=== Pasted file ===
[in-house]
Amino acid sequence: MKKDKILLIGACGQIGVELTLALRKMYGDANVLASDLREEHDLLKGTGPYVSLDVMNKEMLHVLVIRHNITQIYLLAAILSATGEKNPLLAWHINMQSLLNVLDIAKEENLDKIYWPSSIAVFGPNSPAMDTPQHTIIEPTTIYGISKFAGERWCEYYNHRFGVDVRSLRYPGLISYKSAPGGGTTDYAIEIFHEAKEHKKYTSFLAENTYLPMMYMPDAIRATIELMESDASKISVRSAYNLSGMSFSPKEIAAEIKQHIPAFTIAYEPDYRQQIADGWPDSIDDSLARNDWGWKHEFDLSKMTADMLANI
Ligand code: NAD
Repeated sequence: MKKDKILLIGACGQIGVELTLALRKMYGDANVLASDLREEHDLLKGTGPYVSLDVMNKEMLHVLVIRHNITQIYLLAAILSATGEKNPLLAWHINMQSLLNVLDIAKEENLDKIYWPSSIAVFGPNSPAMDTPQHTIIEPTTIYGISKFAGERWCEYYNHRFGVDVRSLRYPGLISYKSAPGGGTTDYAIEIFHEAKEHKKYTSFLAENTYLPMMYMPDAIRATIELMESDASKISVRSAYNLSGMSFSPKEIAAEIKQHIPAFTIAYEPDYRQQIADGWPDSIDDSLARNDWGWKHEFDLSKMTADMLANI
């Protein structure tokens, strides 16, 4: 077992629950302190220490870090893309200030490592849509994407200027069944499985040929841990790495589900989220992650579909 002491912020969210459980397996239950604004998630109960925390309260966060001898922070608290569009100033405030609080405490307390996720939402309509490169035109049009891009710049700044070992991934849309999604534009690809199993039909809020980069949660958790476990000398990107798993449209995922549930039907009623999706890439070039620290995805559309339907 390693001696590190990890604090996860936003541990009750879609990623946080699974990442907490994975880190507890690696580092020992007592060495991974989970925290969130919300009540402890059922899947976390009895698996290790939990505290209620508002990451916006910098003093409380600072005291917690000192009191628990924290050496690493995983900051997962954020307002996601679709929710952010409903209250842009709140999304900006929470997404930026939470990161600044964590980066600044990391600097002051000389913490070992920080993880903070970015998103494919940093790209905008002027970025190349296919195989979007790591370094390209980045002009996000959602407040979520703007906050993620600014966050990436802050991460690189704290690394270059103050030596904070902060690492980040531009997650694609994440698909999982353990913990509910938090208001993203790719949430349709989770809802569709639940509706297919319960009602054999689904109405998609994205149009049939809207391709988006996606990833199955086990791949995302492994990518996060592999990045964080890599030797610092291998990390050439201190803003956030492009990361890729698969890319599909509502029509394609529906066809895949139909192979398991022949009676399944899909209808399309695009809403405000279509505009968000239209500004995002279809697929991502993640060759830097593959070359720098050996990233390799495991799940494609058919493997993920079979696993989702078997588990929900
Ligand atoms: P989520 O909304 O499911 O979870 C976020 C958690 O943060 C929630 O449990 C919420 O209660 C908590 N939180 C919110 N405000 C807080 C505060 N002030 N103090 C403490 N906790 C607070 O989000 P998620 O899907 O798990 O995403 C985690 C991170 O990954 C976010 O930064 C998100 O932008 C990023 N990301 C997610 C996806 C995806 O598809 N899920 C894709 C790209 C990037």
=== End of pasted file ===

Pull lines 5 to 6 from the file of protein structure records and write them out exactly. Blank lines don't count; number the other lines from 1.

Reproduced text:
């Protein structure tokens, strides 16, 4: 077992629950302190220490870090893309200030490592849509994407200027069944499985040929841990790495589900989220992650579909 002491912020969210459980397996239950604004998630109960925390309260966060001898922070608290569009100033405030609080405490307390996720939402309509490169035109049009891009710049700044070992991934849309999604534009690809199993039909809020980069949660958790476990000398990107798993449209995922549930039907009623999706890439070039620290995805559309339907 390693001696590190990890604090996860936003541990009750879609990623946080699974990442907490994975880190507890690696580092020992007592060495991974989970925290969130919300009540402890059922899947976390009895698996290790939990505290209620508002990451916006910098003093409380600072005291917690000192009191628990924290050496690493995983900051997962954020307002996601679709929710952010409903209250842009709140999304900006929470997404930026939470990161600044964590980066600044990391600097002051000389913490070992920080993880903070970015998103494919940093790209905008002027970025190349296919195989979007790591370094390209980045002009996000959602407040979520703007906050993620600014966050990436802050991460690189704290690394270059103050030596904070902060690492980040531009997650694609994440698909999982353990913990509910938090208001993203790719949430349709989770809802569709639940509706297919319960009602054999689904109405998609994205149009049939809207391709988006996606990833199955086990791949995302492994990518996060592999990045964080890599030797610092291998990390050439201190803003956030492009990361890729698969890319599909509502029509394609529906066809895949139909192979398991022949009676399944899909209808399309695009809403405000279509505009968000239209500004995002279809697929991502993640060759830097593959070359720098050996990233390799495991799940494609058919493997993920079979696993989702078997588990929900
Ligand atoms: P989520 O909304 O499911 O979870 C976020 C958690 O943060 C929630 O449990 C919420 O209660 C908590 N939180 C919110 N405000 C807080 C505060 N002030 N103090 C403490 N906790 C607070 O989000 P998620 O899907 O798990 O995403 C985690 C991170 O990954 C976010 O930064 C998100 O932008 C990023 N990301 C997610 C996806 C995806 O598809 N899920 C894709 C790209 C990037």